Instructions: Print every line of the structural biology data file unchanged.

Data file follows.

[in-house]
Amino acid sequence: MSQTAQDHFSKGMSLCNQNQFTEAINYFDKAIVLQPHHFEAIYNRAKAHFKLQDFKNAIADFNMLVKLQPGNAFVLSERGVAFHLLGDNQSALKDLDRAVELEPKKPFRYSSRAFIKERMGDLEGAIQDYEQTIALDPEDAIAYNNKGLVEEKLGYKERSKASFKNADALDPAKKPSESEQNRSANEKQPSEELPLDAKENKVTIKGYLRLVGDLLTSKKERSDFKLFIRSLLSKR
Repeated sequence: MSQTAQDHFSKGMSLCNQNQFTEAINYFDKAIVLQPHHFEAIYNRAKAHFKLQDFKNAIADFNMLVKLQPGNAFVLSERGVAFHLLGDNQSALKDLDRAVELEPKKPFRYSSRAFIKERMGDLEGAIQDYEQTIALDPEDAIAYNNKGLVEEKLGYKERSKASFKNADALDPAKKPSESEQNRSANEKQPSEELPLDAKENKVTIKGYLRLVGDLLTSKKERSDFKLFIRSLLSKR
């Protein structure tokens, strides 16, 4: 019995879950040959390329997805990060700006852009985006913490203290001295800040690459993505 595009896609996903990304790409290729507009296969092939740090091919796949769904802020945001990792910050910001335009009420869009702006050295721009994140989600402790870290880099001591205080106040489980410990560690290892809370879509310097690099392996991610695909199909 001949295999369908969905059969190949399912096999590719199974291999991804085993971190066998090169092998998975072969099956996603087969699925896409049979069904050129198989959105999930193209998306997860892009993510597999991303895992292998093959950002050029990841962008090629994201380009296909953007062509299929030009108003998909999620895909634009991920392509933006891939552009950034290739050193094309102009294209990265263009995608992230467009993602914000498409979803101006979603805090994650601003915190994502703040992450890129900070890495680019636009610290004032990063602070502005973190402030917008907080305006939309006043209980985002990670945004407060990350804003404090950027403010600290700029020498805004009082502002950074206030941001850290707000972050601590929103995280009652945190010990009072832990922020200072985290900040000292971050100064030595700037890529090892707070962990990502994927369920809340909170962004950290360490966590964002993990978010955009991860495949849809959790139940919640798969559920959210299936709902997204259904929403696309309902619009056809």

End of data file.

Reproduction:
[in-house]
Amino acid sequence: MSQTAQDHFSKGMSLCNQNQFTEAINYFDKAIVLQPHHFEAIYNRAKAHFKLQDFKNAIADFNMLVKLQPGNAFVLSERGVAFHLLGDNQSALKDLDRAVELEPKKPFRYSSRAFIKERMGDLEGAIQDYEQTIALDPEDAIAYNNKGLVEEKLGYKERSKASFKNADALDPAKKPSESEQNRSANEKQPSEELPLDAKENKVTIKGYLRLVGDLLTSKKERSDFKLFIRSLLSKR
Repeated sequence: MSQTAQDHFSKGMSLCNQNQFTEAINYFDKAIVLQPHHFEAIYNRAKAHFKLQDFKNAIADFNMLVKLQPGNAFVLSERGVAFHLLGDNQSALKDLDRAVELEPKKPFRYSSRAFIKERMGDLEGAIQDYEQTIALDPEDAIAYNNKGLVEEKLGYKERSKASFKNADALDPAKKPSESEQNRSANEKQPSEELPLDAKENKVTIKGYLRLVGDLLTSKKERSDFKLFIRSLLSKR
């Protein structure tokens, strides 16, 4: 019995879950040959390329997805990060700006852009985006913490203290001295800040690459993505 595009896609996903990304790409290729507009296969092939740090091919796949769904802020945001990792910050910001335009009420869009702006050295721009994140989600402790870290880099001591205080106040489980410990560690290892809370879509310097690099392996991610695909199909 001949295999369908969905059969190949399912096999590719199974291999991804085993971190066998090169092998998975072969099956996603087969699925896409049979069904050129198989959105999930193209998306997860892009993510597999991303895992292998093959950002050029990841962008090629994201380009296909953007062509299929030009108003998909999620895909634009991920392509933006891939552009950034290739050193094309102009294209990265263009995608992230467009993602914000498409979803101006979603805090994650601003915190994502703040992450890129900070890495680019636009610290004032990063602070502005973190402030917008907080305006939309006043209980985002990670945004407060990350804003404090950027403010600290700029020498805004009082502002950074206030941001850290707000972050601590929103995280009652945190010990009072832990922020200072985290900040000292971050100064030595700037890529090892707070962990990502994927369920809340909170962004950290360490966590964002993990978010955009991860495949849809959790139940919640798969559920959210299936709902997204259904929403696309309902619009056809």